Tuesday, September 30, 2014

The Readers

On Sunday at the Anderson's YA Conference, a young woman bounced up to me and said, "Does your publisher give free ARCs to bloggers?"

This is why I wish the internet had existed when I was in high school. I totally would have copied her gig. Free books, in exchange for writing about them? Yes, please. (Note to colleagues: I will totally blog about your books if send me them. The catch is that I'm almost criminally honest, so don't send me dreck.)

Anyhow, I told the young woman that if she came back at the end of the day, I'd give her an ARC of The War That Saved My Life. She did and I did.

I took several ARCs with me to Chicago. I gave a few to Becky Anderson for raffle prizes. I gave one to a second child blogger. I gave one to a lovely young woman named Margeaux, who sat at my table and who reminded me both of myself at that age and of my daughter, in different ways. Margeaux was one of the few readers at the conference who claimed to love historical fiction even more than dystopian. How could I not be charmed?

I gave another arc to a set of five friends who also sat at my table Saturday morning. I told them to pass it amongst themselves and then give it to their school librarian. Two of the five were sisters, and Goth. I'm pretty much over stoner Goths, but these were artistic literary Goths, and somehow I always find that type vulnerable and charming. Like the black eyeliner is a sort of armor. One of the Goths spent the keynote sessions doodling amazing art onto a sketchpad. (Teachers, please note: it is perfectly okay with me if your students doodle while I'm speaking. To me that's like knitting, something that makes it easier to listen.)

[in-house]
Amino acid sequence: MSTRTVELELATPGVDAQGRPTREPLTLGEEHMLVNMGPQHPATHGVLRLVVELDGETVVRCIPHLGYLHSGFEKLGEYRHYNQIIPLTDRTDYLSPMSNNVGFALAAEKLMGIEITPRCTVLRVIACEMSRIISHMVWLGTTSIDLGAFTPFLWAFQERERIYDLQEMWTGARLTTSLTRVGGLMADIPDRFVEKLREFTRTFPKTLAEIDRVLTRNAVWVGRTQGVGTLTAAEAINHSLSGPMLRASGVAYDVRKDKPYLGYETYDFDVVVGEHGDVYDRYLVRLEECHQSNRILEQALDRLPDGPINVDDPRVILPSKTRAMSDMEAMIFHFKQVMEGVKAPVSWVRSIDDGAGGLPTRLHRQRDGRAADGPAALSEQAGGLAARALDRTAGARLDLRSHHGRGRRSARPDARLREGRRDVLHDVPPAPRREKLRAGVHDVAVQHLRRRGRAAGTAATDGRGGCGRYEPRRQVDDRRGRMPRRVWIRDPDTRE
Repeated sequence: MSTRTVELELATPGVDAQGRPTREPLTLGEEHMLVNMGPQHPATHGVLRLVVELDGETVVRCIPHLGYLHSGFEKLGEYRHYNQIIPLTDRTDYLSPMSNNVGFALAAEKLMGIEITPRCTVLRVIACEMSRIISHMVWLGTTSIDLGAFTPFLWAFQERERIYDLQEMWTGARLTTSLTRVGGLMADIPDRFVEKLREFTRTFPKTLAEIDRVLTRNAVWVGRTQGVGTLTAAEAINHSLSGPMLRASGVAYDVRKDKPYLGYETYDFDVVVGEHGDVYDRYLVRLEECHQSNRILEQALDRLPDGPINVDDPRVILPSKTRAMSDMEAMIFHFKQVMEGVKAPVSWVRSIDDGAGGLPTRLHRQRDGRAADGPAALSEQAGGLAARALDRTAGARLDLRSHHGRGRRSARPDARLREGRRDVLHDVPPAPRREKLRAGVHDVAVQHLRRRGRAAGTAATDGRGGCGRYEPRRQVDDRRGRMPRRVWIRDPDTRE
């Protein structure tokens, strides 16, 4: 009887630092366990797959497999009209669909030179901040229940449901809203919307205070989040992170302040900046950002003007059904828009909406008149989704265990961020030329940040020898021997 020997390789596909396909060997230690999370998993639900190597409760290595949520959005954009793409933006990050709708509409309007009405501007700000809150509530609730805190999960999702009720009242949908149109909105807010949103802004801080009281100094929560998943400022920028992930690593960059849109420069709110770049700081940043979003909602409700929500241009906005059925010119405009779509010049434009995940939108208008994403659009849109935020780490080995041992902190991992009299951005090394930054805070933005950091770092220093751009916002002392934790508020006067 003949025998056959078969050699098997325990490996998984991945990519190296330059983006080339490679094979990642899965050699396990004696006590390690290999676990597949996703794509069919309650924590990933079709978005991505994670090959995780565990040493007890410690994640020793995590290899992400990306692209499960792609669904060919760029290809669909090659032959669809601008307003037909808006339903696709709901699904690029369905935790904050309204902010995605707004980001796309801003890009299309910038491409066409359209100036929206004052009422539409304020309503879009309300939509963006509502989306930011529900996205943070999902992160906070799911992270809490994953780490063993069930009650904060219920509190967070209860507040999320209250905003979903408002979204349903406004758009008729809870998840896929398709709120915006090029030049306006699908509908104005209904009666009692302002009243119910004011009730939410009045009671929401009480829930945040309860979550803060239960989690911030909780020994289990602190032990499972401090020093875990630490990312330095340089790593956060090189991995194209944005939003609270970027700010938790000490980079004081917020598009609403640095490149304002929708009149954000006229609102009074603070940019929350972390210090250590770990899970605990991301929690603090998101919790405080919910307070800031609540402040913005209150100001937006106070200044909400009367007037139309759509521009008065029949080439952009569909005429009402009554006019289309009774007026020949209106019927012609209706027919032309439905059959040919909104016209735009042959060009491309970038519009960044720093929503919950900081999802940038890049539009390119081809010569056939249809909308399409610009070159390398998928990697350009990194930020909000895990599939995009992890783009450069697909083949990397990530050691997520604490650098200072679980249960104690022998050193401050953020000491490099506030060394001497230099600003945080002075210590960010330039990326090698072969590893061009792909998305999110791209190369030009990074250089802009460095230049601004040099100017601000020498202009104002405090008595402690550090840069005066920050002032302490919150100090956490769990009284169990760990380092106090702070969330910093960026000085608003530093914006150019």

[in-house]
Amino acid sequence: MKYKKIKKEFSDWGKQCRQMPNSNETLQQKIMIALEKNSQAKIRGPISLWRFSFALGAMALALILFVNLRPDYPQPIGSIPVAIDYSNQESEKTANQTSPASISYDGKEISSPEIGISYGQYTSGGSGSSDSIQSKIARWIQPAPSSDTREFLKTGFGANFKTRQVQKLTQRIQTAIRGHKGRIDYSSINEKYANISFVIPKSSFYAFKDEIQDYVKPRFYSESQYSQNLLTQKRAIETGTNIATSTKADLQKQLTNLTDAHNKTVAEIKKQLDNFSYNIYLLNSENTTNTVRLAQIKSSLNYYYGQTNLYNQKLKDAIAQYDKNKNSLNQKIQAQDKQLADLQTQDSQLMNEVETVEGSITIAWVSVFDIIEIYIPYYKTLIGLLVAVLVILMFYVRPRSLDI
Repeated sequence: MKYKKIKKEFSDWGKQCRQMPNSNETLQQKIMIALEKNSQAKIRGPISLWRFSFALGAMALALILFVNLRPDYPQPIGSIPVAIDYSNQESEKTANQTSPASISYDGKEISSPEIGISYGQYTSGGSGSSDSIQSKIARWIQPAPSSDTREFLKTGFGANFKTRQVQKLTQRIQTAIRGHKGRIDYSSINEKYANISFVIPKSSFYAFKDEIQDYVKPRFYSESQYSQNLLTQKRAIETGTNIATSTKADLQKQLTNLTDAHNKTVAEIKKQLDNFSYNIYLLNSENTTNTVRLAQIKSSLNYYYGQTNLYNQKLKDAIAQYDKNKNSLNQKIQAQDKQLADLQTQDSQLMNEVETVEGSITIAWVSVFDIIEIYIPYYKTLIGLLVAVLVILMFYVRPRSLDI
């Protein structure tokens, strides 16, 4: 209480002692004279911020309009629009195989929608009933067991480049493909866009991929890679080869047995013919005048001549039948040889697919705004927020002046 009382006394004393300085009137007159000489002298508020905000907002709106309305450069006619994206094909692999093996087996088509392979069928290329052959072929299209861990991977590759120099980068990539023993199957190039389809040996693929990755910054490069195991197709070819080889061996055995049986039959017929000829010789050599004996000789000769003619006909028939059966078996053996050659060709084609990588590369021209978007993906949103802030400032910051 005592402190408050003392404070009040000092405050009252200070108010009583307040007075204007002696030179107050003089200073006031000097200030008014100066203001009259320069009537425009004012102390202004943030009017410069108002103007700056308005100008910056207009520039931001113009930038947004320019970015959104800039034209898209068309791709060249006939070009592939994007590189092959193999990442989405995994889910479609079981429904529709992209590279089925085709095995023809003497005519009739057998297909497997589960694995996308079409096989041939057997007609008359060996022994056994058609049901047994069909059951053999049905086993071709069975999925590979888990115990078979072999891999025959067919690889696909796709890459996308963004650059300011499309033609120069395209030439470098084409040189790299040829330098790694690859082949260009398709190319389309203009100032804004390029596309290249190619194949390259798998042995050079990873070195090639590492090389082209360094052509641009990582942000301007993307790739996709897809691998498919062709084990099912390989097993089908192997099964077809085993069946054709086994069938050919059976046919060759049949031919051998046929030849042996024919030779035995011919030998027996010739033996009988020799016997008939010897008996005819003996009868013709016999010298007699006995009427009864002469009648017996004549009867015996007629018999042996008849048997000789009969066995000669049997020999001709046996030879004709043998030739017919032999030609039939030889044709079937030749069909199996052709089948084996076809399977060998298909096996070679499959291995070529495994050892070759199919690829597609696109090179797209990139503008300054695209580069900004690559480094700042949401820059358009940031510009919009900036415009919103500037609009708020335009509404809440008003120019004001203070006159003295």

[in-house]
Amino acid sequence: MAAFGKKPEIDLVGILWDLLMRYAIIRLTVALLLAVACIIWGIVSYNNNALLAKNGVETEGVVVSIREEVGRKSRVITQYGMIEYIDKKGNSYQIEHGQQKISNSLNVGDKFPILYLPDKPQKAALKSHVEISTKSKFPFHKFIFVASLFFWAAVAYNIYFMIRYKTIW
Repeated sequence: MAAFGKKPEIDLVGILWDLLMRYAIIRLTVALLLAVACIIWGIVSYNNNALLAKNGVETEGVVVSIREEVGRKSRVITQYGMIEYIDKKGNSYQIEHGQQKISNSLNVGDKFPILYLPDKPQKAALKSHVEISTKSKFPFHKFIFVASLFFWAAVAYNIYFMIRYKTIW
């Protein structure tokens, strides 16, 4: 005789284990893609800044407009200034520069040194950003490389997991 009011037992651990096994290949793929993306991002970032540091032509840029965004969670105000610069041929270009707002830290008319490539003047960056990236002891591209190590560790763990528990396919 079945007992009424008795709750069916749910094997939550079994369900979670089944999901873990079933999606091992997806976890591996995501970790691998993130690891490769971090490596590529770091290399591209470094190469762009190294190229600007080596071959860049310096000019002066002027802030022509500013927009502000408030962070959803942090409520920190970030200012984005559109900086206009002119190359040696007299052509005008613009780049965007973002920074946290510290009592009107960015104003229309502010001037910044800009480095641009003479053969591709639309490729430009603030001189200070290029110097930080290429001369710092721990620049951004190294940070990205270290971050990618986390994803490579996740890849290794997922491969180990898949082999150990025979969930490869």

All five of the group that included the Goths had taken black marker and drawn runes on themselves. This has something to do with the series City of Bones. I haven't read those books so I don't understand the runes, but I LOVE THEM. I love them so much. I love that someone, in this case an enormous woman with hot pink hair, wrote down stories she made up in her head, and teens read those stories and identified with them. The Goths are less alone in the world because of those books.

One girl in the group looked almost anti-Goth, with perfect Irish red hair, milk-white skin, freckles, and an amazing smile. It was only when you looked close and saw that her hair had brown roots that you realized she did have something in common with the Goths (hair dye) besides a whole-hearted love of dystopian fiction. That girl's name was Bella; on Sunday, she was on my quiz bowl team, where she absolutely blew me away with how much she knew about current teen fiction and those who write it. Then, just to make me love her more, she leaned toward me and said, "I started the book you gave us last night. I really like it so far."